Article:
Gene Callahan has a relatively old paper that I just recently found, entitled Oakeshott and Mises on Understanding Human Action.
Although Michael Oakeshott and Ludwig von Mises were arguably two of the more profound theorists of human activity in the twentieth century, there has been remarkably little comparative study of their ideas. That is especially surprising when one considers how compatible those ideas were in a number of areas, such as the a priori nature of the postulates of human action, the nature of historical thought, the fundamental dichotomy between explaining not- intelligent goings-on and intelligent activity, the ambiguous character of the statistical social sciences, and the importance of meaning in theorizing human conduct. Comparing their formulations of common concepts permits new, illuminating perspectives into each thinker's work. Despite such compatibility, their ideas also contain interesting and important differences: on the modality or lack thereof in human thought, the nature of rationality and its relationship to tradition, and the character of economics as a science. This paper will explore both the similarities and differences between the ideas of Mises and Oakeshott. Because a full consideration of all of the areas mentioned above would likely result in a book rather than a paper, I will restrict myself here to examining their views on the general principles of human action and how those principles relate to the character of the social sciences
Callahan starts by elaborating upon Ludwig von Mises’s idea of praxeology: from the fact that humans engage in purposeful activity, we may derive a number of things (1). Mises spent much of his career diving deep into the science of human action—science in the old European sense of an “organized body of knowledge” rather than the modern notion of a quantitative natural science. Although Oakeshott never directly engaged with Mises’s ideas, Callahan argues that the two share a number of similarities. For example, both find vital the notion that actors understand their own circumstances and assign their own meaning to these circumstances. A person acts because something “as he understands it, must appear to be unsatisfactory to him.” In addition, there is an expectation for both that this action will improve the individual’s circumstances (2).
For both philosophers, values are not “given” and certainly neither believed that human action was nothing more than maximization subject to constraints (3). Beyond that, though, there are certain strands which are compatible even though the two were not in contact. Callahan argues that Mises understands what praxeology implies, whereas Oakeshott “puts them on the broader philosophical basis” (4). Neither had a required ontology regarding how postulates come to be—they could come from G-d, biological evolution, or even random guesses (4). What is important simply is that they exist, not necessarily how we get there.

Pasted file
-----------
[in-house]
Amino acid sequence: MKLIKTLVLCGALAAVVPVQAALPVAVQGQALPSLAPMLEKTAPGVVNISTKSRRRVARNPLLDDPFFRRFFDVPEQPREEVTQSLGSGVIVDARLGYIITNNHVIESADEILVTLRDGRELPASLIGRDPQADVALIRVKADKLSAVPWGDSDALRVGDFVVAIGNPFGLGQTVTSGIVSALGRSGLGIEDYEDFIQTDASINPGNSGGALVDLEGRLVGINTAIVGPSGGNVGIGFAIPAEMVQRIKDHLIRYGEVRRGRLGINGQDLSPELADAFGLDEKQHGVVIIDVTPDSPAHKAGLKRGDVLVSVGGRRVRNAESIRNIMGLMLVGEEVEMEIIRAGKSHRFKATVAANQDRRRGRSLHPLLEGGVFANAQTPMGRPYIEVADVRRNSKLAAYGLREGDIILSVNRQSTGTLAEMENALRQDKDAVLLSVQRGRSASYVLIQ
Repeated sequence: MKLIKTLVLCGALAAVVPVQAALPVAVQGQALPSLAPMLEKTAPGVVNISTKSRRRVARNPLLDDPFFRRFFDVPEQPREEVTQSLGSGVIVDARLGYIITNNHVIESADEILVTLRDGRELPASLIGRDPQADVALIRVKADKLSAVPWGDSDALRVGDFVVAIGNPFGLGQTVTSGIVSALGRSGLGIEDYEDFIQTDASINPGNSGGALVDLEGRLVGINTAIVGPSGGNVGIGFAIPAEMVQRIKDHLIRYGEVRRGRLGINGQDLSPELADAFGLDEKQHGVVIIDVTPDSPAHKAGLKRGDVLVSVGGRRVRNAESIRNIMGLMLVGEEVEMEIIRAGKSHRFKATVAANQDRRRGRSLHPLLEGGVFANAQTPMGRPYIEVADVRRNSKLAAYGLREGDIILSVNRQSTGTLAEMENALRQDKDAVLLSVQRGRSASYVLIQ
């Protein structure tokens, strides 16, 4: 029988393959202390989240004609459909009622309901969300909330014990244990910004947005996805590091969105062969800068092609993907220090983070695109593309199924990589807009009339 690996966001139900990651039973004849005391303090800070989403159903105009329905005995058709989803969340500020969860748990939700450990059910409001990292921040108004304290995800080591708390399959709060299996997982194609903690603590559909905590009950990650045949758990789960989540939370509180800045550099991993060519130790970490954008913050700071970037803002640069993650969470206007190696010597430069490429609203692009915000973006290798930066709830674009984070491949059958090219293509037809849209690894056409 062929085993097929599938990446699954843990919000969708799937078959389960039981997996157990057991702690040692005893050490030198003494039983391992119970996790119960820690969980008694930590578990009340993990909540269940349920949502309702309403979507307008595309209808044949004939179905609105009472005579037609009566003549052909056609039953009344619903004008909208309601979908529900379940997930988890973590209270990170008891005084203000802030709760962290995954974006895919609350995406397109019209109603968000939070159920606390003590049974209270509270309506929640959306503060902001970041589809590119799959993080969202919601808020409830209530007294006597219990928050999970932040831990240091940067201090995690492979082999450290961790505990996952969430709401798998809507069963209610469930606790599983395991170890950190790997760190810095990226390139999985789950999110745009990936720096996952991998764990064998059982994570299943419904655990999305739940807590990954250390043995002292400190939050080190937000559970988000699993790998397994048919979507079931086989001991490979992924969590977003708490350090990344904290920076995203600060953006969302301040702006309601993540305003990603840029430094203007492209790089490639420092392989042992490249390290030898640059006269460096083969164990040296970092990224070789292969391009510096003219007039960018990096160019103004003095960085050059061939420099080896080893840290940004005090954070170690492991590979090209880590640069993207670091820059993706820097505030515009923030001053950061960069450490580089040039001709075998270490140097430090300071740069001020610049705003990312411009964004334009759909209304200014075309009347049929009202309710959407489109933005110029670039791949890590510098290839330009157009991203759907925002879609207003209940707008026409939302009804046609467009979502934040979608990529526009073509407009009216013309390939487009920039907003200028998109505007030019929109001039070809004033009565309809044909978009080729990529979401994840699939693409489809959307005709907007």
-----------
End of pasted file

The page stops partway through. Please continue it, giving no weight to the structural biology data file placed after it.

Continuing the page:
What’s interesting is that Callahan argues that Mises was a methodological dualist: Mises subscribed to the idea that intelligent action needs completely different theories compared to “non-intelligent goings-on” and that these are “fundamentally different activities” (5). Oakeshott seems a little fuzzier, but you could make an argument that his thoughts are compatible with that notion as well. Both believed, as Nardin wrote on Oakeshott, that “the social sciences, like the natural sciences, are explanatory, not prescriptive” (7). In other words, we may use the social sciences to explain how people behave, not necessarily how people should behave. This is where normative individualism comes into play. Both also reject the notion of social holism, placing them squarely in the methodological individualist tradition (7-8).
I’ll end this with a quotation from Mises which I like a lot and wish would get broadcast in every econometrics course:
If a statistician determines that a rise of 10 per cent in the supply of potatoes in Atlantis at a definite time was followed by a fall of 8 per cent in the price, he does not establish anything about what happened or may happen with a change in the supply of potatoes in another country or at another time. He has not “measured” the “elasticity of demand” of potatoes. He has established a unique and individual historical fact. No intelligent man can doubt that the behavior of men with regard to potatoes, and every other commodity is variable. Different individuals value the same things in a different way, and valuations change with the same individuals with changing conditions. (11)